- Locate the passage
Isaac settled in Gerar and the Lord blessed him. Like his father before him, the people of the land became threatened by his blessing. The passage records three responses of the people of Gerar. The king asked him to leave their territory, the people contended with him, and, finally, the king offered to make a treaty with him.
The passage is narrative. It records the conversations between the king to Isaac, the Lord and Isaac, and Isaac and the king.
- Determine the structure of the passage
26:13-16 – Threatened by blessing
26:17-22 – The Lord has made room for us
26:23-25 – A covenant with the King
26:26-33 – A covenant with the king
- Exegete the passage
This passage reveals more parallels between the Isaac and Abraham accounts. The recognition of Divine blessing (cf. 21:22), the quarreling over wells (cf. 21:25-30), the covenant with the king of Gerar (cf. 21:31-32), and calling on the name of the Lord at Beersheba (cf. 21:33).
26:13-15 – The man began “to prosper” and continued “prospering”
- The Hb. “gadal” literally means “was great” and occurs 3X in the verse
- The repetition and addition of the modifier “ma od” or “very” indicates the significance of his blessing
- Thus, verse 16 – “you are much greater than us.”
- The people of the land responded to Isaac’s prosperity by becoming envious and took measures to cut off Isaac’s supply of water to provide for his flocks and herds.
26:16 – Go away from us
- This instruction contrasts the king of Gerar’s offer to Abraham in 20:15 – “my land is before you, dwell where it pleases you.”
- It also puts in conflict with God’s instructions to Isaac to “dwell in this land” (26:3).
26:17-21 – Isaac listened to the king and left the area, but not the land of Gerar (since God told him to dwell there).
- He re-dug the well that the people stopped, but the people quarreled with him over the wells. Despite that Abraham dug them first and he re-dug them, the people of the land claimed ownership of the water (similar to claiming mineral rights of the land).
- Isaac, instead of contending with the people, kept moving until he found a place where the people did not quarrel with him over the water rights.
26:22 – The Lord has made room for us
- This passage reflects the joy over securing a place that is not contested by the people of the land.
- The uncontested well is named, “Rehoboth,” which means, “wide spaces;” or “spacious.”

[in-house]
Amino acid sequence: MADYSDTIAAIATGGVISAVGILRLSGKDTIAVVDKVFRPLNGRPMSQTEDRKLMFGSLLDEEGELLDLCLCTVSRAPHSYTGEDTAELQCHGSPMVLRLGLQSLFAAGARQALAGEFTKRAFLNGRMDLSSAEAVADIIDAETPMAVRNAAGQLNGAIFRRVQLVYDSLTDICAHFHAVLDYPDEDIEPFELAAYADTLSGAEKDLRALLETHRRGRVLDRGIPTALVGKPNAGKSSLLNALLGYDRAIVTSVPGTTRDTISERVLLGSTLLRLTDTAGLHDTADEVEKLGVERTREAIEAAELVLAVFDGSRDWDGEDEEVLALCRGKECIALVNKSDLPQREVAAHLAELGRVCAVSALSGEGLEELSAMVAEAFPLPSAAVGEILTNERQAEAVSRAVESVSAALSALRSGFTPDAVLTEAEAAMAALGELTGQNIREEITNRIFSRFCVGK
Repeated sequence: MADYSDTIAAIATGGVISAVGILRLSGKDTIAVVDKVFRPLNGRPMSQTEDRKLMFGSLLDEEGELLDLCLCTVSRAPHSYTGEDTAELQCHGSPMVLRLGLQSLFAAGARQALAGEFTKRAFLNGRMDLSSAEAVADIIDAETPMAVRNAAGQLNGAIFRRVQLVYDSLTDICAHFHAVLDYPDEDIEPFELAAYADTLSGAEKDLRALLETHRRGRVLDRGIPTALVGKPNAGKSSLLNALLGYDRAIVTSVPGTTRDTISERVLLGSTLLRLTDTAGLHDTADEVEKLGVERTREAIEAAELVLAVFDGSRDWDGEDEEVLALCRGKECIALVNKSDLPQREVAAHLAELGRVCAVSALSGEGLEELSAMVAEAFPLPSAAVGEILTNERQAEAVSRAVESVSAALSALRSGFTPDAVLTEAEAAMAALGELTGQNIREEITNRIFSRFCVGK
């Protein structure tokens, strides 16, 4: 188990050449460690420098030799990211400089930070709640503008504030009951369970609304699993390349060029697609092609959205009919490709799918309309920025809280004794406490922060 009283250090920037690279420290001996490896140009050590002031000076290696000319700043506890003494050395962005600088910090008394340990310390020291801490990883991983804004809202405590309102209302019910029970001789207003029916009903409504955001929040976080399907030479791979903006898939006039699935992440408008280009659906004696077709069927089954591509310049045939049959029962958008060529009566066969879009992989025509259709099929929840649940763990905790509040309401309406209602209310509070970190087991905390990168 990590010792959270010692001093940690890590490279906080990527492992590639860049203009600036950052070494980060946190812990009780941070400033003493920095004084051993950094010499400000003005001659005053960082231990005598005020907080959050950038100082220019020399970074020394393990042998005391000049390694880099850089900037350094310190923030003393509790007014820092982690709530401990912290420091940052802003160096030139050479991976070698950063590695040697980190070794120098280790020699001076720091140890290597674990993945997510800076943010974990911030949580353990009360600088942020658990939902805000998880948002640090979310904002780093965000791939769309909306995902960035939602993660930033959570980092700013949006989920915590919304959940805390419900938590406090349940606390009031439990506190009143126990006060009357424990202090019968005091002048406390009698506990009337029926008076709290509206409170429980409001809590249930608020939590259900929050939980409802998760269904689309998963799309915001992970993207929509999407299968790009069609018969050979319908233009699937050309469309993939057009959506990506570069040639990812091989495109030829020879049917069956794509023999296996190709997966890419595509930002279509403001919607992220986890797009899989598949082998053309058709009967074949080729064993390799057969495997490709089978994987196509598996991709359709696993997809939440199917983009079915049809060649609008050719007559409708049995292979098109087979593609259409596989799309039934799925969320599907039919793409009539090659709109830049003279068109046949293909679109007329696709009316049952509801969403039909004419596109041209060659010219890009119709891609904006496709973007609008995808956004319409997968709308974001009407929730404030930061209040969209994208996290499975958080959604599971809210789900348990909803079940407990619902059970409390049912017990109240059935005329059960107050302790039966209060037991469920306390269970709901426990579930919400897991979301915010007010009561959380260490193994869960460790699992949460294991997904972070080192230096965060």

26:23 – The going to the land of Beersheba does not constitute Isaac leaving the land that he just recognized God gave him, but demonstrates his familiarity with the similarity of his life with that of his father and he returns to the place where he father “called on the name of the Lord.”
26:24 – The Lord appeared to him
- See note above on 26:2
- The theophany here reminds Isaac who the Lord is, instructs him not to fear, reminds him of the Lord’s presence with him, and reaffirms His blessing of Isaac.
26:25 – “Called on the name of the Lord”
- The exact same phrase is used here as in Gen. 21:33 (cf. Ex. 34:5)
- וַיִּ֙קְרָא־שָׁ֔ם בְּשֵׁ֥ם יְהוָ֖ה
- “and there, he called on the name of the Lord”
26:26-29 – Since asking Isaac to leave their area and the efforts to stop their water supply did not work to diminish God’s blessing of Isaac, Abimelech offers to make a covenant with Isaac.
- Isaac expresses his surprise at Abimelech’s presence reminding the king that “you hate me and have sent me away from you.”
- Abimelech has already acknowledged that Isaac is “much mightier” than he, so his explanation of mutual protection seems self-interested.
- The recognition of Divine blessing (26:28) echo’s the king of Gerar’s recognition of Divine blessing on Abraham (21:22).
26:30-33 – The discovery of another productive well in another indication of the Lord’s blessing on Isaac.
- The naming of the well, “Beersheba” (see note above on 21:31) presents a double meaning for this well. It can mean “well of seven” (perhaps from the seven animals sacrificed in 21:31) or “well of oath” (reflecting both passages). Perhaps the double entendre is intended to reflect both events.
- Let the structure of the text drive the sermon
- God keeps His promises
- The Lord has made room for us
- Both Abimelech and Isaac recognized where his blessings came from
- Fulfilling God’s mandate (Gen. 1:28)
- “We will be fruitful” (26:22)
- “I will … multiply your descendants”
- Others may not celebrate God’s blessing on your life
- Well-fighting instead of well-wishing
- When the opposition comes, keep digging wells
- Isaac responded to God’s blessings with faithfulness
- He listened to the Lord (26:3), even though others tempted him to disobey
- He recognized where his blessings came from (26:22)
- He remembered God’s blessings on his family (26:23, 33)
- He worshiped the Lord (26:25)
- How do I respond to God’s blessings on others?
- Am I going to listen to others or the Lord?
- Do others see God’s blessings on my life?
- When God blesses me, do I bless Him?